Paul Foster inserted himself into the news cycle this week, with this email he sent to all the players on Team Foster and the media.
From: Paul Foster
Sent: Wednesday, April 29, 2020 11:41 AM
To: Dee Margo <email@example.com>; Peter Svarzbein <firstname.lastname@example.org>; email@example.com; Cassandra Hernandez <firstname.lastname@example.org>; Sam Morgan <email@example.com>; Isabel Salcido <firstname.lastname@example.org>; email@example.com; Henry Rivera <firstname.lastname@example.org>; Cissy Lizarraga <email@example.com>
Cc: Tommy Gonzalez <firstname.lastname@example.org>
Subject: Thank you for Defending the Citizens of El Paso
Mayor and Council,
I just wanted to drop you a short note to thank you for standing up against the loud and vocal minority who are constantly trying to drag our city down, and who are doing everything in their power to override the will of the fine people of our great city.
We have a college professor who, under the guise of historic preservation, has apparently made it his life’s work to destroy the redevelopment and revitalization of downtown El Paso. He is supported by a guy who apparently has lots of money to throw around who doesn’t have any ties to El Paso. He doesn’t own property in El Paso. He doesn’t pay taxes in El Paso. And he doesn’t vote in El Paso. This same man has filed suit against Brewster County for trying to protect its citizens during this pandemic because he wanted to keep his hotel open. We don’t want him here and we don’t need him here, and thanks to your collective courage, you sent that message loud and clear at yesterday’s council meeting.
There are lots of people in El Paso who want to see our city move forward. We have made incredible progress over the past fifteen years despite the efforts of a few naysayers. El Paso is an incredible city with marvelous historic buildings and a fascinating history that must be preserved. I am doing my small part to make sure that progress continues, and lots of other people are as well. Our citizens voted overwhelmingly for a downtown arena and thanks to you, we are still on track to build it. Any city on the rise in America has a downtown arena and entertainment facility, and everyone knows that. Only those who are opposed to progress would stand in the way of such an incredible opportunity.
So thank you once again. You have done your job. And the citizens of El Paso appreciate it. I hope each of you and your families are faring well during these unprecedented times.
The question all the pundits are asking: Why is Mr. Foster emailing City Manager Tommy Gonzalez on his private email address, instead of Mr. Gonzalez’ city email address?
Mr. Foster has had a rough couple of weeks. He’s an oilman, and he’s taken a beating lately. A barrel of West Texas Intermediate, a benchmark crude, is selling for about $20 today, and in the last year the price has been as high as $65.65. Forbes reports that in March of 2019, Mr. Foster was worth $1.7 billion, and today he’s worth $1.4 billion, representing a loss of $300 million.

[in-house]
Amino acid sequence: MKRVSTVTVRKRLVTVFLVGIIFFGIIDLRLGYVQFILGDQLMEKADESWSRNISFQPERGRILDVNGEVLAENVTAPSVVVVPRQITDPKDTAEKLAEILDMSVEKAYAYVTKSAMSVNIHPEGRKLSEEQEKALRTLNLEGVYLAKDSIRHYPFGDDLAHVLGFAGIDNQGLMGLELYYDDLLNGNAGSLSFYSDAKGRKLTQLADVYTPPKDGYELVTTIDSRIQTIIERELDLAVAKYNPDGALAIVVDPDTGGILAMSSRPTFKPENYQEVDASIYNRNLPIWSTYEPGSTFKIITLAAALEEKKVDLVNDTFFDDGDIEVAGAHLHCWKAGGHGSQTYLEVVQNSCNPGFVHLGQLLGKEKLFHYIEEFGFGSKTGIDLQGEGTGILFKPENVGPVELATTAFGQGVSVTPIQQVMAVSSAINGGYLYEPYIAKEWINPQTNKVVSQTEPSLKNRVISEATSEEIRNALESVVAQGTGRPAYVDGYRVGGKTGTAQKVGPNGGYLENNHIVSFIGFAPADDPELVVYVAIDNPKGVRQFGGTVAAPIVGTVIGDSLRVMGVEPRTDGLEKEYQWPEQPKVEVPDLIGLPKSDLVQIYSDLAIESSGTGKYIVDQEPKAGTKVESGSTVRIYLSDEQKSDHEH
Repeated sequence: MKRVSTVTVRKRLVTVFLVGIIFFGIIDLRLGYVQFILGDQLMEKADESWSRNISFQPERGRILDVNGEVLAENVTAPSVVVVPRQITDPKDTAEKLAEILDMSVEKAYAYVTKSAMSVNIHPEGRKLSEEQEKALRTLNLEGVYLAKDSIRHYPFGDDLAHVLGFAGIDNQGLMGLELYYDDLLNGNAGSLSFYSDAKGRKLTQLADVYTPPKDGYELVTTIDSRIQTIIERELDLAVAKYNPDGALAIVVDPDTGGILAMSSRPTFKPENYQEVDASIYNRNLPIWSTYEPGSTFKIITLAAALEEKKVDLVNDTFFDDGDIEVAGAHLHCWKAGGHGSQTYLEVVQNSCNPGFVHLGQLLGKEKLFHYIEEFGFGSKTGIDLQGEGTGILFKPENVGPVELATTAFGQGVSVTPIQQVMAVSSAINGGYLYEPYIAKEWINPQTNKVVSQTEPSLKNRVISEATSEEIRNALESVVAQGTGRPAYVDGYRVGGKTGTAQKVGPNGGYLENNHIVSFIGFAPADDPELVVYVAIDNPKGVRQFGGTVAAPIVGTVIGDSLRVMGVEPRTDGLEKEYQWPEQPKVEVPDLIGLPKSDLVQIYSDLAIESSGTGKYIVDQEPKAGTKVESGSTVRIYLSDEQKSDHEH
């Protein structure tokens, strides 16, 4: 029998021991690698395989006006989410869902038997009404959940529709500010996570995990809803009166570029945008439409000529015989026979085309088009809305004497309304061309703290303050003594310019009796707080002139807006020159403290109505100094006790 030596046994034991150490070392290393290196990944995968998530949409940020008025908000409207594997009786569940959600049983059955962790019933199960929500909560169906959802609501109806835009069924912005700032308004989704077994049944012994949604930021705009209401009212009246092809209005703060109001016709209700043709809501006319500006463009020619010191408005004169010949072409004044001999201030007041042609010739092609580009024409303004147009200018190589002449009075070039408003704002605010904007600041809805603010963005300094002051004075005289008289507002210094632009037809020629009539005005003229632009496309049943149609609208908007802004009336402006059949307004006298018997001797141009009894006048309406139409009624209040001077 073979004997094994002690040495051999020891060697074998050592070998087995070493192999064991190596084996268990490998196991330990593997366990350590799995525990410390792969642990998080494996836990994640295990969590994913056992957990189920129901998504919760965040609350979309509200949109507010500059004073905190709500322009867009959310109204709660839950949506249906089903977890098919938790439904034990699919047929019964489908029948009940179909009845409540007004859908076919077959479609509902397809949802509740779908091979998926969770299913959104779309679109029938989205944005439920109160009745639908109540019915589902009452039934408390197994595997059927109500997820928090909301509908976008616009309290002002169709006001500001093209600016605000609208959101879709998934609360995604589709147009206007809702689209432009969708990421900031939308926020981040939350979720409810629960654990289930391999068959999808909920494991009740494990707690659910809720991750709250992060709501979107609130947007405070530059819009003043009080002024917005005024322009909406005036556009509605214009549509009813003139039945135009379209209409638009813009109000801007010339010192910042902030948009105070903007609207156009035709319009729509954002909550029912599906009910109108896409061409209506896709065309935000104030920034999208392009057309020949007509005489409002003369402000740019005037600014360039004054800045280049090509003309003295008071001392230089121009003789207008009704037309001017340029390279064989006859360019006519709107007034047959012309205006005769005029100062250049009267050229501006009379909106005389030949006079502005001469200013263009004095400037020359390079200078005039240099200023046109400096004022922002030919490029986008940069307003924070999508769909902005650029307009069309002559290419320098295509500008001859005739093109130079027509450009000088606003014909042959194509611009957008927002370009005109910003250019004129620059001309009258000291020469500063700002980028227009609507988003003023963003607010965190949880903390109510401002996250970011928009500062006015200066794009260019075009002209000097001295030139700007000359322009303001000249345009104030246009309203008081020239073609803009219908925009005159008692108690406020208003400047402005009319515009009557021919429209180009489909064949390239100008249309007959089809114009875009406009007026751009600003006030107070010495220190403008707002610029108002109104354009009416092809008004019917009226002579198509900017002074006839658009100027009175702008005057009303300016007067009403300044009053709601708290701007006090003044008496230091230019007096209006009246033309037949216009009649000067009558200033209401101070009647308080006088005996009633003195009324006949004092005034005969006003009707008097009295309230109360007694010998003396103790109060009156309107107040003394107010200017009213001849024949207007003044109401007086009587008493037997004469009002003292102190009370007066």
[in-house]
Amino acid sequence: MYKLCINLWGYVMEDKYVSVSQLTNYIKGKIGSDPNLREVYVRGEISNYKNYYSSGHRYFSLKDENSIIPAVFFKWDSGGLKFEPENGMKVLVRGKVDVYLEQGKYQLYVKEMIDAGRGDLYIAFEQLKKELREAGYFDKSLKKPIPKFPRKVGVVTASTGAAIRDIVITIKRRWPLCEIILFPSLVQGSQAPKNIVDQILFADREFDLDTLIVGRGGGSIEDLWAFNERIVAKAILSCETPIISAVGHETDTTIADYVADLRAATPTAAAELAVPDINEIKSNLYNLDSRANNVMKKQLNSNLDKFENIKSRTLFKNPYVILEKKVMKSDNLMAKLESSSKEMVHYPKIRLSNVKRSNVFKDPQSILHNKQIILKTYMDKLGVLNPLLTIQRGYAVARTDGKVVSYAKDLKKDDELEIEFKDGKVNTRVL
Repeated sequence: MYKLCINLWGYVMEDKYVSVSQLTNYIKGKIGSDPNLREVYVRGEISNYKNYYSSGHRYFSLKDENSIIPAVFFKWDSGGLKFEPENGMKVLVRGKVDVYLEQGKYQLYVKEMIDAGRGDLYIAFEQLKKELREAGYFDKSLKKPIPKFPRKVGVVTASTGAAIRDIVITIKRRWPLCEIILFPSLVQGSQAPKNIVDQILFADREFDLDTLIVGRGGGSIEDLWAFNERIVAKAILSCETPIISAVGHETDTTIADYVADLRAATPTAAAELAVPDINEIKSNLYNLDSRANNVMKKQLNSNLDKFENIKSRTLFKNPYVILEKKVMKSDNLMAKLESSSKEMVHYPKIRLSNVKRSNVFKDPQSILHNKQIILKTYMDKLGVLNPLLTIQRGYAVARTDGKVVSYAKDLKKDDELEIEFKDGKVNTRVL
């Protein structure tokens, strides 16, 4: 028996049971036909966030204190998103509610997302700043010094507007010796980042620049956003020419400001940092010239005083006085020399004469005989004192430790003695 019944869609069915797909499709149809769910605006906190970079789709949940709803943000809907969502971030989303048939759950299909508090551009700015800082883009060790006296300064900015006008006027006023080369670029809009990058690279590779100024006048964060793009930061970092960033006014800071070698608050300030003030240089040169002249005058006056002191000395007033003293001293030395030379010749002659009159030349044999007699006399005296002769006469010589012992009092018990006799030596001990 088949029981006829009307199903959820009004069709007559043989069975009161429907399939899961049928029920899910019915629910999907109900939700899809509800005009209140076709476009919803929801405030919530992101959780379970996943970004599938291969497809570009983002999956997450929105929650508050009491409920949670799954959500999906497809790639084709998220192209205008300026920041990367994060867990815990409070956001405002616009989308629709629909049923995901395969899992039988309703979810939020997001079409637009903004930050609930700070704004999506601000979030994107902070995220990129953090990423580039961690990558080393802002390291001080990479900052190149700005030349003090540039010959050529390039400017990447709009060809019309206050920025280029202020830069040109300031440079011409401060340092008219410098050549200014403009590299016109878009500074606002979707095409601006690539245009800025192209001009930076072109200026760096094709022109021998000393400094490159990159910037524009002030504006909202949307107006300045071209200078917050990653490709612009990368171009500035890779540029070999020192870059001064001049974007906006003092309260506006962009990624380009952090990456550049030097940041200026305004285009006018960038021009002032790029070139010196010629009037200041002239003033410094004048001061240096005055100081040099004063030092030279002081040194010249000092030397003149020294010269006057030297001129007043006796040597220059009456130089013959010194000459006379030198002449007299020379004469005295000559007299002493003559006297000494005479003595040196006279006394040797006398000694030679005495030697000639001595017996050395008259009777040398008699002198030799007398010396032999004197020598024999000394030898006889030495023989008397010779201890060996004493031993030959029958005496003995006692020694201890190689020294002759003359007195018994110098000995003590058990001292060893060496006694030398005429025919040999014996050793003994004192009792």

Losing $300 and still being a billionaire is a problem that a lot of us might like to have, but it makes Mr. Foster feel like someone pissed on his Cheerios. Sure, as far as his lifestyle goes, $300 million is just a lot of zeroes. But the ultra-rich count the zeroes.
All of a sudden, those millions of dollars that Mr. Foster put into downtown El Paso look like Don Pablo’s folly. Mr. Foster is agitating for a downtown arena so he can get a return on his downtown real estate gambit, seems like.
A downtown arena won’t save downtown El Paso. Mr. Foster asserts that ” Any city on the rise in America has a downtown arena and entertainment facility, and everyone knows that.”
Ding ding ding.
That’s your bullshit alarm going off. It’s a long road from correlation to causality, and Mr. Foster needs to draw us a map. How, exactly, does a downtown arena create a city on the rise? A lot of cities in decline have downtown arenas, also. A downtown arena is not a Silver Bullet.
I could spend a couple of six-packs telling Mr. Foster how El Paso is not like other cities, but I’m off the beer these days. Mostly.
The premise of El Paso’s plans for economic development are these features of other cities. Other cities have hip destination retail, so we better court it. But more businesses don’t make more business. All that new imported retail competes with existing homegrown retail.
Our plan is a failure. El Paso is operating on a plan that was dated when it was formulated fifteen years ago, a plan based on nostalgia.
Baseball? Really? Wikipedia says the Golden Age of Baseball ended in 1960.
Americans flocked to Juarez in the 1960’s. These days, even pre-pandemic, not so much.
If El Paso wants to relive the past, we should be putting money into developing a Time Machine instead of a downtown arena.
And the post-Covid future is going to look a lot different than recent pre-Covid past.
Will sitting shoulder-to-shoulder with 14,999 other people in a downtown arena be attractive?
The economy is undergoing a radical change, and not just the entertainment facilities and oilfields. In the future, people will generally be poorer. Many of us will find we’ve been selling buggy whips and fixing typewriters all this time. Huge swaths of the economy will go under. The United States has been a service economy, and we’re finding we can perform many of those services ourselves.
The rich will get richer, like the robber barons of the late 19th century. But those robber barons won’t be coming to El Paso. Not even if El Paso has a downtown arena.
Mr. Foster and his minions want to convince you that the City of El Paso needs to spend up to a half a billion dollars on an arena that stands a good chance of being obsolete before the first spade is turned.
Paul Foster needs a hobby that doesn’t cost the taxpayers any more money.